Why Centrist Dem Senators Don't Like The Heat
by Josh Orton, Wed Jul 08, 2009 at 08:17:21 AM EDT
This is how we know the pressure from leadership isn't just talk:
Senate Democratic leaders have stepped up the pressure on their rank and file to unify on procedural votes after finally gaining a filibuster-proof majority, but centrists who have long been headaches for the leadership are so far refusing to commit to the strategy.
"Most Senators vote their conscience and they do what they think is right. They didn't come here to be told what to do by somebody else," moderate Sen. Evan Bayh (Ind.) said.
Reid's got a delicate two-step: allow "moderates" like Bayh to feather their "independent" image by casting a few (harmless) symbolic votes against policy - but then compel party unity on lynchpin procedural votes.
Some moderates know it's a good deal, and have no intention of stabbing Obama's agenda in the back. But others show no such humility - their "centrist" self-image comes first. It's the difference between a moderate who only wants to quietly cast a couple dissenting votes to calibrate their image at home - versus a blowhard like Lieberman who actually goes on national television to badmouth his own party.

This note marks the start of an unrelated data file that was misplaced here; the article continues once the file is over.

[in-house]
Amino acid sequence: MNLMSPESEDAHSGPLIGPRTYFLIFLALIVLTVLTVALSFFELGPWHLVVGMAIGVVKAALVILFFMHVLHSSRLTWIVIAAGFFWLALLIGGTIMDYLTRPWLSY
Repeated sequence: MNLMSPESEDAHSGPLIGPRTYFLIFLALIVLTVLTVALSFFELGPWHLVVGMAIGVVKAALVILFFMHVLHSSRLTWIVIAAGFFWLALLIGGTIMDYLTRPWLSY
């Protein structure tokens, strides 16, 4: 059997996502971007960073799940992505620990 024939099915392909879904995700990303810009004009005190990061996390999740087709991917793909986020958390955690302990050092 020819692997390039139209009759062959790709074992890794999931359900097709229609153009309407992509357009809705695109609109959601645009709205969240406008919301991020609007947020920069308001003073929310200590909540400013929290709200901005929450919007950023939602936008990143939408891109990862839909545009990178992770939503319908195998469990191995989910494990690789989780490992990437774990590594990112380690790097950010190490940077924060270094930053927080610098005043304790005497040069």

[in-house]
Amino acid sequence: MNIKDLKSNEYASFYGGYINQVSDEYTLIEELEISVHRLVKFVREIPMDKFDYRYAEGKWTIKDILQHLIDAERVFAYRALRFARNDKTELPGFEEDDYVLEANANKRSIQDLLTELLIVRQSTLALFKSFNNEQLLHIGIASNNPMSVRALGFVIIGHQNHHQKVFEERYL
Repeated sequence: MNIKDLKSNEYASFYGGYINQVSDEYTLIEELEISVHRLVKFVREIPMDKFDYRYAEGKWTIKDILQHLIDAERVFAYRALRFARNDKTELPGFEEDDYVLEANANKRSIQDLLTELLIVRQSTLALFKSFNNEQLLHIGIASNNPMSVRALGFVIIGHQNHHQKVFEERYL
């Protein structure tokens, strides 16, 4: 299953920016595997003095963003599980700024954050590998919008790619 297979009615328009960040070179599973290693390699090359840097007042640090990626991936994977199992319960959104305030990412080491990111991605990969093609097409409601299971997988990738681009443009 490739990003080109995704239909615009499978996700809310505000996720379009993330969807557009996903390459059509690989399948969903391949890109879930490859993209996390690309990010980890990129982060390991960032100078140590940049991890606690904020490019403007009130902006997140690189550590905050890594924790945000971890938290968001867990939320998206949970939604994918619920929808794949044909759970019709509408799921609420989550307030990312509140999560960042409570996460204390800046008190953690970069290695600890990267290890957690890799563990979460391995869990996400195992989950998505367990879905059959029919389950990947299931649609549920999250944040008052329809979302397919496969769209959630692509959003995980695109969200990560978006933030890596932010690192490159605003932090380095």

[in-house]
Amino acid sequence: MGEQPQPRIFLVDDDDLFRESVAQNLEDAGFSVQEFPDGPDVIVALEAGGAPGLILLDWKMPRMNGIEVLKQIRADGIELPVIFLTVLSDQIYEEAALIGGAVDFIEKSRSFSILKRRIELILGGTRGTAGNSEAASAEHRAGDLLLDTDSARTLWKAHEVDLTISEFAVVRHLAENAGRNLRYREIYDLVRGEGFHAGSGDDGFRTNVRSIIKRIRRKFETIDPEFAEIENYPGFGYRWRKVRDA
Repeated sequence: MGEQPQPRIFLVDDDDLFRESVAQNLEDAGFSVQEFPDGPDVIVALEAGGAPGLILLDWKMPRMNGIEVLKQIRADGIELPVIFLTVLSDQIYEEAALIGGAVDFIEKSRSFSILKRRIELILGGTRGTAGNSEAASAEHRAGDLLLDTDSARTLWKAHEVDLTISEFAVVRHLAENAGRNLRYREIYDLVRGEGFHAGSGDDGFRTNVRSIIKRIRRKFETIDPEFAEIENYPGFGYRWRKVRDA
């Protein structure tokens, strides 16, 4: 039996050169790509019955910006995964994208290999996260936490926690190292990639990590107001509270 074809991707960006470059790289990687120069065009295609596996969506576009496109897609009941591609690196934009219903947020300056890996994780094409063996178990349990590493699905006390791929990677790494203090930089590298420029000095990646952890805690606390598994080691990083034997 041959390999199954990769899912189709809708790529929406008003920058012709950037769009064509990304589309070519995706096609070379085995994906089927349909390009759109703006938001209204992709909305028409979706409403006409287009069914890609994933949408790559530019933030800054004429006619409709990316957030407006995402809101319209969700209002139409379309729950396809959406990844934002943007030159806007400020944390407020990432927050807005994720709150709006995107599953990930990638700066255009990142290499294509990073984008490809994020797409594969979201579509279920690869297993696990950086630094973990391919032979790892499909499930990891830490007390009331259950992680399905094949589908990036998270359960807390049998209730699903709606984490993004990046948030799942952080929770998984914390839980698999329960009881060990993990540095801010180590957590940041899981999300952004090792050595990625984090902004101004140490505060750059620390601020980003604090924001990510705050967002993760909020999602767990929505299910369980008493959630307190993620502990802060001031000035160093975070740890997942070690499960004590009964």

Update [2009-7-8 12:27:13 by Josh Orton]: David Waldman suggests that, unlike in the House, the distinction between procedure and process is blurred in the Senate - and so Senators think they have to vote against both procedure AND policy to prove independence, since so many equate a filibuster with blocking legislation.
It's a decent point, but I wouldn't underestimate simple vanity either.